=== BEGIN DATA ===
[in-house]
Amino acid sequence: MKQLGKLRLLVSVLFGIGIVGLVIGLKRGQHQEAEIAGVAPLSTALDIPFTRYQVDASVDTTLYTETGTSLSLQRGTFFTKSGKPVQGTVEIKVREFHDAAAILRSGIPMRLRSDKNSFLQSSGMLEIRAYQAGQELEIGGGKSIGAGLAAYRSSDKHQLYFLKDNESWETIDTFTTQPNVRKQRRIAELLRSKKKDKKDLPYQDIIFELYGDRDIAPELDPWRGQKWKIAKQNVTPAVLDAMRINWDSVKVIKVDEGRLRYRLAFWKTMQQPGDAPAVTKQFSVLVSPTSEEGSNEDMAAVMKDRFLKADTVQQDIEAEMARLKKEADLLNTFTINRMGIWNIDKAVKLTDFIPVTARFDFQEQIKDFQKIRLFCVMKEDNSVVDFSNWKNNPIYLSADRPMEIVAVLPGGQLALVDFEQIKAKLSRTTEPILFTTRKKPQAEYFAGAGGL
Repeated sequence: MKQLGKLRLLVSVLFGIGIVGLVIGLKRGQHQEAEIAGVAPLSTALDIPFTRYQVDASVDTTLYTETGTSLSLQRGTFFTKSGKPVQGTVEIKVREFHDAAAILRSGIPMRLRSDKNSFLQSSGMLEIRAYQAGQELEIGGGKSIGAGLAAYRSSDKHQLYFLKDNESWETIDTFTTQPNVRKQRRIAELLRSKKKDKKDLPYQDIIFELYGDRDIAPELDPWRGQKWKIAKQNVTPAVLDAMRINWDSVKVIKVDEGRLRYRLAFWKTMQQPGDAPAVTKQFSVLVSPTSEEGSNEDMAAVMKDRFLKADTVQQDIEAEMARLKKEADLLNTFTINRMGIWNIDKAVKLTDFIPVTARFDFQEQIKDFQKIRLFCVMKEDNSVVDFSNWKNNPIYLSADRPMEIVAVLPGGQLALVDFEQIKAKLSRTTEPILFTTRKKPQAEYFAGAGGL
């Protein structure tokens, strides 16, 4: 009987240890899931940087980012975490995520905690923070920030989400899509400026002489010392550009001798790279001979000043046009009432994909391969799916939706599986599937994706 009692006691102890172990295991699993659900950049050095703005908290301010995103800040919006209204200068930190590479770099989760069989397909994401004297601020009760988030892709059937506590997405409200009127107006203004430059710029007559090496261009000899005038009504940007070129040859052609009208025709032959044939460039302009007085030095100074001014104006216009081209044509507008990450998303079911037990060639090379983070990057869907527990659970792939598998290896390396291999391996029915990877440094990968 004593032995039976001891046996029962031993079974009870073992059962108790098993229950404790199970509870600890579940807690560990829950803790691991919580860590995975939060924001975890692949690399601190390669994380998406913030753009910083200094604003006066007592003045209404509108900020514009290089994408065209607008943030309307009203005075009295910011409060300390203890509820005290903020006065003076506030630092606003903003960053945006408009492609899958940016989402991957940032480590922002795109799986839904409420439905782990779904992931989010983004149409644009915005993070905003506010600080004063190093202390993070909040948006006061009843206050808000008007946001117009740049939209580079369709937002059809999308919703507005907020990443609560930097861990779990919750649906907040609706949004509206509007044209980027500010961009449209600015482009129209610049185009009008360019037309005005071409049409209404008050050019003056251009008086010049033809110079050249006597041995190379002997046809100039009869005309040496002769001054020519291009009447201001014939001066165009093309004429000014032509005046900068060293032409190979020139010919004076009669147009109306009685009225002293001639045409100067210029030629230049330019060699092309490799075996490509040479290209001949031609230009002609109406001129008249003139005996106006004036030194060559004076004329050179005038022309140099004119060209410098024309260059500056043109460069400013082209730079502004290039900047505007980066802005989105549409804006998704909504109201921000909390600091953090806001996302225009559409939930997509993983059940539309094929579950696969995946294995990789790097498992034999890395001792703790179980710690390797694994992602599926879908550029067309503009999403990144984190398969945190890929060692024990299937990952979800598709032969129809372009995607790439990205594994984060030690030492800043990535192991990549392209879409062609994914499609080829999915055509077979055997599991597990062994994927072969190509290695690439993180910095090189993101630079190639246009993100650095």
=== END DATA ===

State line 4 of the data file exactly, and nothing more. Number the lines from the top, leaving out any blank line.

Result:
């Protein structure tokens, strides 16, 4: 009987240890899931940087980012975490995520905690923070920030989400899509400026002489010392550009001798790279001979000043046009009432994909391969799916939706599986599937994706 009692006691102890172990295991699993659900950049050095703005908290301010995103800040919006209204200068930190590479770099989760069989397909994401004297601020009760988030892709059937506590997405409200009127107006203004430059710029007559090496261009000899005038009504940007070129040859052609009208025709032959044939460039302009007085030095100074001014104006216009081209044509507008990450998303079911037990060639090379983070990057869907527990659970792939598998290896390396291999391996029915990877440094990968 004593032995039976001891046996029962031993079974009870073992059962108790098993229950404790199970509870600890579940807690560990829950803790691991919580860590995975939060924001975890692949690399601190390669994380998406913030753009910083200094604003006066007592003045209404509108900020514009290089994408065209607008943030309307009203005075009295910011409060300390203890509820005290903020006065003076506030630092606003903003960053945006408009492609899958940016989402991957940032480590922002795109799986839904409420439905782990779904992931989010983004149409644009915005993070905003506010600080004063190093202390993070909040948006006061009843206050808000008007946001117009740049939209580079369709937002059809999308919703507005907020990443609560930097861990779990919750649906907040609706949004509206509007044209980027500010961009449209600015482009129209610049185009009008360019037309005005071409049409209404008050050019003056251009008086010049033809110079050249006597041995190379002997046809100039009869005309040496002769001054020519291009009447201001014939001066165009093309004429000014032509005046900068060293032409190979020139010919004076009669147009109306009685009225002293001639045409100067210029030629230049330019060699092309490799075996490509040479290209001949031609230009002609109406001129008249003139005996106006004036030194060559004076004329050179005038022309140099004119060209410098024309260059500056043109460069400013082209730079502004290039900047505007980066802005989105549409804006998704909504109201921000909390600091953090806001996302225009559409939930997509993983059940539309094929579950696969995946294995990789790097498992034999890395001792703790179980710690390797694994992602599926879908550029067309503009999403990144984190398969945190890929060692024990299937990952979800598709032969129809372009995607790439990205594994984060030690030492800043990535192991990549392209879409062609994914499609080829999915055509077979055997599991597990062994994927072969190509290695690439993180910095090189993101630079190639246009993100650095």